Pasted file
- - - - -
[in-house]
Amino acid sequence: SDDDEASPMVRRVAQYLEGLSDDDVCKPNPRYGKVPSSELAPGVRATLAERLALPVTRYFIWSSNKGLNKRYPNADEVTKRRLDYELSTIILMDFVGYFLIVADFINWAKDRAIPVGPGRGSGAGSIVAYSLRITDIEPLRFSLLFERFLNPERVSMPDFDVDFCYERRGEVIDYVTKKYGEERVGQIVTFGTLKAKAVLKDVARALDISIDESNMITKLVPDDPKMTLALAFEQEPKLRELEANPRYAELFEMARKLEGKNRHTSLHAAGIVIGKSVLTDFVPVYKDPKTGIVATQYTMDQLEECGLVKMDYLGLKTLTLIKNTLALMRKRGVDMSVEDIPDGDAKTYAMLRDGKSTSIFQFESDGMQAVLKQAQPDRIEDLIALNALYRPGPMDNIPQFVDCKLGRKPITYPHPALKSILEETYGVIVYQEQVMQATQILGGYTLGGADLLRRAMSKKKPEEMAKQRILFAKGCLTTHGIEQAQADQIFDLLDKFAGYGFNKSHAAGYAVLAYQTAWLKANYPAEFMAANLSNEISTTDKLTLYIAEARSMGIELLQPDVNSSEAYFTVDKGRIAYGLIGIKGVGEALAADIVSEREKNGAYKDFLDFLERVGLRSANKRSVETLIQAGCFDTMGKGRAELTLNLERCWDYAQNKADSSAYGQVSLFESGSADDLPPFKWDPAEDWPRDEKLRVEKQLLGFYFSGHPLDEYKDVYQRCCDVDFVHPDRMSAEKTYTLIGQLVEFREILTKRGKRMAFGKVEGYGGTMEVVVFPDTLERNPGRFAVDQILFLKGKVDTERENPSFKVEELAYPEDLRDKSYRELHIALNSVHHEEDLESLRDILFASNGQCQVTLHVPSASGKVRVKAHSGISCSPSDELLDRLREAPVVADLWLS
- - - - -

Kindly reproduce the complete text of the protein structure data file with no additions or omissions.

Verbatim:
[in-house]
Amino acid sequence: SDDDEASPMVRRVAQYLEGLSDDDVCKPNPRYGKVPSSELAPGVRATLAERLALPVTRYFIWSSNKGLNKRYPNADEVTKRRLDYELSTIILMDFVGYFLIVADFINWAKDRAIPVGPGRGSGAGSIVAYSLRITDIEPLRFSLLFERFLNPERVSMPDFDVDFCYERRGEVIDYVTKKYGEERVGQIVTFGTLKAKAVLKDVARALDISIDESNMITKLVPDDPKMTLALAFEQEPKLRELEANPRYAELFEMARKLEGKNRHTSLHAAGIVIGKSVLTDFVPVYKDPKTGIVATQYTMDQLEECGLVKMDYLGLKTLTLIKNTLALMRKRGVDMSVEDIPDGDAKTYAMLRDGKSTSIFQFESDGMQAVLKQAQPDRIEDLIALNALYRPGPMDNIPQFVDCKLGRKPITYPHPALKSILEETYGVIVYQEQVMQATQILGGYTLGGADLLRRAMSKKKPEEMAKQRILFAKGCLTTHGIEQAQADQIFDLLDKFAGYGFNKSHAAGYAVLAYQTAWLKANYPAEFMAANLSNEISTTDKLTLYIAEARSMGIELLQPDVNSSEAYFTVDKGRIAYGLIGIKGVGEALAADIVSEREKNGAYKDFLDFLERVGLRSANKRSVETLIQAGCFDTMGKGRAELTLNLERCWDYAQNKADSSAYGQVSLFESGSADDLPPFKWDPAEDWPRDEKLRVEKQLLGFYFSGHPLDEYKDVYQRCCDVDFVHPDRMSAEKTYTLIGQLVEFREILTKRGKRMAFGKVEGYGGTMEVVVFPDTLERNPGRFAVDQILFLKGKVDTERENPSFKVEELAYPEDLRDKSYRELHIALNSVHHEEDLESLRDILFASNGQCQVTLHVPSASGKVRVKAHSGISCSPSDELLDRLREAPVVADLWLS